Enter the observed irradiance and the reference flux into the Calculator. The calculator will evaluate the Apparent Magnitude. 

Apparent Magnitude Formula

M = -5*log(10) (Fx/Fx0)

Variables:

  • MI is the Apparent Magnitude (())
  • Fx is the observed irradiance
  • Fx0 is the reference flux

To calculate Apparent Magnitude, divide the observed irradiance by the reference flux, take the log of the result, then multiply by -5.

How to Calculate Apparent Magnitude?

The following steps outline how to calculate the Apparent Magnitude.


  1. First, determine the observed irradiance. 
  2. Next, determine the reference flux. 
  3. Next, gather the formula from above = M = -5*log(10) (Fx/Fx0).
  4. Finally, calculate the Apparent Magnitude.
  5. After inserting the variables and calculating the result, check your answer with the calculator above.

Example Problem : 

Use the following variables as an example problem to test your knowledge.

observed irradiance = 101

reference flux = 6

FAQs

What is the difference between Apparent Magnitude and Absolute Magnitude?

Apparent Magnitude measures how bright a celestial object appears from Earth, while Absolute Magnitude measures the intrinsic brightness of an object, assuming it is placed at a standard distance of 10 parsecs from the observer.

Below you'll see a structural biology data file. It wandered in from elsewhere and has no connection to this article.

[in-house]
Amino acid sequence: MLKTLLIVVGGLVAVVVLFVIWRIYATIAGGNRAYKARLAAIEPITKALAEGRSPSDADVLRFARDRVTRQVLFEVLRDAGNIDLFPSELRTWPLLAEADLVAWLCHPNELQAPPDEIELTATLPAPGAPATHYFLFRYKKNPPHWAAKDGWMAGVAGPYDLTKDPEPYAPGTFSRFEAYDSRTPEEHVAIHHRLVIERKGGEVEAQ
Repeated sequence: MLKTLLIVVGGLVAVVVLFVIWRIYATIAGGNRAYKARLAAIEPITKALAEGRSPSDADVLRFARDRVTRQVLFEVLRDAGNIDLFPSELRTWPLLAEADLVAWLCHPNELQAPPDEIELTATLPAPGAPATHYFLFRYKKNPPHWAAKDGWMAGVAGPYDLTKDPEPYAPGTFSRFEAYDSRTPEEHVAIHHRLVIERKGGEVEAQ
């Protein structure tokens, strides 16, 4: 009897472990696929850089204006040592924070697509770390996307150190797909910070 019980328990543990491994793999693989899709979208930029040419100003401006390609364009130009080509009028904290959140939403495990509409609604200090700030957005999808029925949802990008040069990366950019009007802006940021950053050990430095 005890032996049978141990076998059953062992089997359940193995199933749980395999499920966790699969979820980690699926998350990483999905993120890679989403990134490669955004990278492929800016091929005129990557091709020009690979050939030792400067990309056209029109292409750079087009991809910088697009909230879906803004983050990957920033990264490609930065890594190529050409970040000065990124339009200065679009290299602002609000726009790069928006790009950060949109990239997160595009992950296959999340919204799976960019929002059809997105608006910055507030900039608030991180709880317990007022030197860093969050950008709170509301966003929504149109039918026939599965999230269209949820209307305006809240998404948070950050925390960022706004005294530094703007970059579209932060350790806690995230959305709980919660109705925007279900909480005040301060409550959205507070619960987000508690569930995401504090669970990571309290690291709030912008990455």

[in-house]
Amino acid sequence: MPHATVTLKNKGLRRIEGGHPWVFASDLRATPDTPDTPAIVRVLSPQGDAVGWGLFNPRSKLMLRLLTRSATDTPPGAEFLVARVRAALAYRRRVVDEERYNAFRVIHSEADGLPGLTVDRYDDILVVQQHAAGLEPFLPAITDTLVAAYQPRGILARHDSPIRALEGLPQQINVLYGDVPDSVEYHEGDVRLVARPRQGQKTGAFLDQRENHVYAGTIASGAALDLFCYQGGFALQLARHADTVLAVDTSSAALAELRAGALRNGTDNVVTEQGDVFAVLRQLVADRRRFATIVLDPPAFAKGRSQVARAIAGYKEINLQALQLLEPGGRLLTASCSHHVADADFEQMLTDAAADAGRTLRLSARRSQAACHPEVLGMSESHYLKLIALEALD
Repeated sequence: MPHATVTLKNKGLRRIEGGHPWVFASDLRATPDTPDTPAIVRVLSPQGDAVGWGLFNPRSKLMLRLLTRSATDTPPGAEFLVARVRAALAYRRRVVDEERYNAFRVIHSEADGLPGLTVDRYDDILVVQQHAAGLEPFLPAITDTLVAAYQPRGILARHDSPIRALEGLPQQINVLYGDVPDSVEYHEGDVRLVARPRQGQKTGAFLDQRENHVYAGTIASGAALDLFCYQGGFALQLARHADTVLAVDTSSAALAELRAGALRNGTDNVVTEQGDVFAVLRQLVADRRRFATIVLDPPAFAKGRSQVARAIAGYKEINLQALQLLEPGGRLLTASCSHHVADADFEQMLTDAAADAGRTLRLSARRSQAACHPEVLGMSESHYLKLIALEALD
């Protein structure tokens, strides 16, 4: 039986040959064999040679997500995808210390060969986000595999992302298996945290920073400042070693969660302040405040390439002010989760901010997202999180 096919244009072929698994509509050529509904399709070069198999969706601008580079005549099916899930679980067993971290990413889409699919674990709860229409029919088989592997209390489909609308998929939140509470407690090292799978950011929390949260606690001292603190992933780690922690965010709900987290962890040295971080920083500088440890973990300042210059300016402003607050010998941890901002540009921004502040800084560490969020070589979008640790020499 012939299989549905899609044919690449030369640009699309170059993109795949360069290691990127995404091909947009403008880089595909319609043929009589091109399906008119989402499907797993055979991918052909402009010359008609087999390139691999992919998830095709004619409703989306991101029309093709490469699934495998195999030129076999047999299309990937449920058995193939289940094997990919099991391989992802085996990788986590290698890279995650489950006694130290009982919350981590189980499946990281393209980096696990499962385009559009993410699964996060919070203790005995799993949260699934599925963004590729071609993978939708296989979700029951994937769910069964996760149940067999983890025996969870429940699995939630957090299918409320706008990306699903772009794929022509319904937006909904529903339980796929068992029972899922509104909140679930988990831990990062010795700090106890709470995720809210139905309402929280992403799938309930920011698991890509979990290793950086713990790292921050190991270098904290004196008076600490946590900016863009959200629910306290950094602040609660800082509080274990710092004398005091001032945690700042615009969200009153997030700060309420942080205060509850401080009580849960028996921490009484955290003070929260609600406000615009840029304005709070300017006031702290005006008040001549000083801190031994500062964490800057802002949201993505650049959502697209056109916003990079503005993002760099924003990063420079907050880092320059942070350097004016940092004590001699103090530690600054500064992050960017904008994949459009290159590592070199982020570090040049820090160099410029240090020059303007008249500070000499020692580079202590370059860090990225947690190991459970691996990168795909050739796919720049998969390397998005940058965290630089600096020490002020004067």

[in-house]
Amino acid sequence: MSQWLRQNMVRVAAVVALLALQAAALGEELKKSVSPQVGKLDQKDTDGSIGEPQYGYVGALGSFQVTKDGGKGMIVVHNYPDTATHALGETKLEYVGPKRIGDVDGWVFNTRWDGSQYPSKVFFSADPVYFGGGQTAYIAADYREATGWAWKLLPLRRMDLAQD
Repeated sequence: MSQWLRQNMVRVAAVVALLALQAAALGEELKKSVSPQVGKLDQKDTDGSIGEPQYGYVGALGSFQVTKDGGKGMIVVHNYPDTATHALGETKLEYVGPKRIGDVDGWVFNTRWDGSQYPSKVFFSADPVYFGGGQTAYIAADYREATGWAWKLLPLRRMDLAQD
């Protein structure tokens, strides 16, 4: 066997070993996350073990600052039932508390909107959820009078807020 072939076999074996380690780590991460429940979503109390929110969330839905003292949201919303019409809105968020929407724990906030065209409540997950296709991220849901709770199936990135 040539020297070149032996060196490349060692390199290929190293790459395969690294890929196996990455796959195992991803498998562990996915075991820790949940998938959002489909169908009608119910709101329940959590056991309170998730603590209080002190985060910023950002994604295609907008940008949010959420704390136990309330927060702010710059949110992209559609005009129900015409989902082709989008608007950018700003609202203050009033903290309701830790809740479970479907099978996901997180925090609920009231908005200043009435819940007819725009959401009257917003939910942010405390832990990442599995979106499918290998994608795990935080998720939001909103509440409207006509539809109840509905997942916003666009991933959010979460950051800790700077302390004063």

Why is the logarithmic scale used in the Apparent Magnitude formula?

The logarithmic scale is used because the range of brightness in the universe is vast. A logarithmic scale allows us to compress this range into a more manageable scale where a difference of 5 magnitudes corresponds to a brightness factor of 100.

Can the Apparent Magnitude be a negative value?

Yes, the Apparent Magnitude can be negative. Objects brighter than the defined zero point of the scale, such as the Sun, Venus, and Sirius, have negative magnitude values.

How does the observed irradiance affect the calculation of Apparent Magnitude?

The observed irradiance directly influences the Apparent Magnitude calculation. A higher irradiance indicates a brighter object, leading to a lower (potentially negative) magnitude, while a lower irradiance indicates a dimmer object, resulting in a higher magnitude value.